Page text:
1. cockroach sql

You’ll see that even though you generated the example data on another node, it’s been distributed and the startrek database is accessible from all of your other servers.

You can also view that the database exists from the Admin UI’s DATABASES sidebar on any node; for example, at http://cockroach_01_public_ip:8080/#/databases/.

(Optional) Step 5 – Removing a Node from the Cluster

In addition to distributing data to all nodes in your cluster, CockroachDB also guarantees the availability and integrity of your data in case of server outages.

The formula for CockroachDB’s tolerance for node failure is (n - 1)/2, where n is the number of nodes in your cluster. So, in this example of three nodes, we can tolerate losing one node without losing any data.

To demonstrate this, we’ll remove a node from the cluster and show that all of the cluster’s data is still available. We’ll then rejoin the node to the cluster and see that it receives all updates that happened while it was offline.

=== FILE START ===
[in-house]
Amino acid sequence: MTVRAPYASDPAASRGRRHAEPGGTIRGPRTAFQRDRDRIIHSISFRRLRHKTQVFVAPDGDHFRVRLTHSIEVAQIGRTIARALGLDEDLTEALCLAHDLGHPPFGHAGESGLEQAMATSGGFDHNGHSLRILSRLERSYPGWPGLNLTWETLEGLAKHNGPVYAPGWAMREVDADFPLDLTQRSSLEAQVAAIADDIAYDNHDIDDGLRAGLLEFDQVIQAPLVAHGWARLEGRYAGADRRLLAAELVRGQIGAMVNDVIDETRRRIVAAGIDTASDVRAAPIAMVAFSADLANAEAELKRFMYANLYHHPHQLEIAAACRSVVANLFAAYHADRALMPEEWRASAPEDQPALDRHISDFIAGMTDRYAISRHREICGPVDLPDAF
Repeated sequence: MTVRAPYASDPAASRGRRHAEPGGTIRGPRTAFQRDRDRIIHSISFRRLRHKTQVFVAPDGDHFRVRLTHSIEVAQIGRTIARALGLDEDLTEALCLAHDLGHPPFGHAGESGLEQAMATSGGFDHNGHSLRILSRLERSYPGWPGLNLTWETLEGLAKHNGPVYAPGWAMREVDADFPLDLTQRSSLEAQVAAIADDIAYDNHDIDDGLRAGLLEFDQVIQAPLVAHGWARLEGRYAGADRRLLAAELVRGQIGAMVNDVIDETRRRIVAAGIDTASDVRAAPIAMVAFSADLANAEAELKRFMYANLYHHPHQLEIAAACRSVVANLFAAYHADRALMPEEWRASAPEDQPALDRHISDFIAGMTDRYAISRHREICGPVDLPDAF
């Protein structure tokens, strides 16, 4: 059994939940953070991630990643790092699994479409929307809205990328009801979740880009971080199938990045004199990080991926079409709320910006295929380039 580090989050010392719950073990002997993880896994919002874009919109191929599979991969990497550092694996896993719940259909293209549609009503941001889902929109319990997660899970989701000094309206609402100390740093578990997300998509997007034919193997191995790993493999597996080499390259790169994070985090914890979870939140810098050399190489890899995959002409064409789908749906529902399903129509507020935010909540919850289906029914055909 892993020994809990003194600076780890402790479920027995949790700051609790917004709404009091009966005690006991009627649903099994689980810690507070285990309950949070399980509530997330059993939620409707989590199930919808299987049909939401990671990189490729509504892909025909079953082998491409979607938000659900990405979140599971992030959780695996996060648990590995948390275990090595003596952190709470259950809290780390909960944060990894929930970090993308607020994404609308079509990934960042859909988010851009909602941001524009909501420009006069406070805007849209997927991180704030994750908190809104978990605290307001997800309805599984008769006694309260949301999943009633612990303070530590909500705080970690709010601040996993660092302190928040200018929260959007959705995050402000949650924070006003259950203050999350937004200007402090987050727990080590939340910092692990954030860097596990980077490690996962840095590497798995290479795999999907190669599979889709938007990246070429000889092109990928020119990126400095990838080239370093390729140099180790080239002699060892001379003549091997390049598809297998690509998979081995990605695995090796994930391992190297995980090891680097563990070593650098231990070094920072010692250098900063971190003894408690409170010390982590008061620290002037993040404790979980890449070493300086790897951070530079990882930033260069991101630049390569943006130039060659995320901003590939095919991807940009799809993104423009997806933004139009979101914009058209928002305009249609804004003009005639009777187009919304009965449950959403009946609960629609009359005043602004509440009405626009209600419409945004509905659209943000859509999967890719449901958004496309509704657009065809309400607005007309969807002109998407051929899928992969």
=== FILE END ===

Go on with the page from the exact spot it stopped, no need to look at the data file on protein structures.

From your second node, cockroach-02, launch the SQL client if you aren’t still in it:

  1. cockroach sql

Count the number of rows in the quotes table of the example database:

  1. SELECT COUNT(*) FROM startrek.quotes;

You’ll see that the table has 200 rows. Exit the SQL client by pressing CTRL+C.

Now, we’ll remove this node from the cluster and see that all of the data is still available from the other nodes.

From the same node you were using (cockroach-02), stop the cockroach process:

  1. cockroach quit

Now switch to the terminal of one of your other nodes (cockroach-03, for example) and launch the SQL client:

  1. cockroach sql

Run the same command as before to count the number of rows in the quotes table:

  1. SELECT COUNT(*) FROM startrek.quotes;

Despite losing one of the nodes in the cluster, you’ll see that you still have 200 rows of data! This means CockroachDB has successfully tolerated a system failure and maintained the integrity of your data.

(Optional) Step 6 — Rejoining a Node to the Cluster

We can also demonstrate that CockroachDB gracefully handles the server coming back online. First, we’ll delete some data, then have the node we removed rejoin the cluster. Once it rejoins, we’ll be able to see that CockroachDB automatically removes the same data from the resurrected node.

From one of your nodes that’s currently running, say cockroach-03, delete all of the quotes where the episode is greater than 50.

  1. DELETE FROM startrek.quotes WHERE episode > 50;
  1. SELECT COUNT(*) FROM startrek.quotes;

You’ll see there are now 133 rows of data.

Now, go back to the terminal of the node we removed from the cluster (cockroach-02), and have it rejoin the cluster:

  1. cockroach start --insecure --background \
  2. --advertise-host=cockroach_02_private_ip \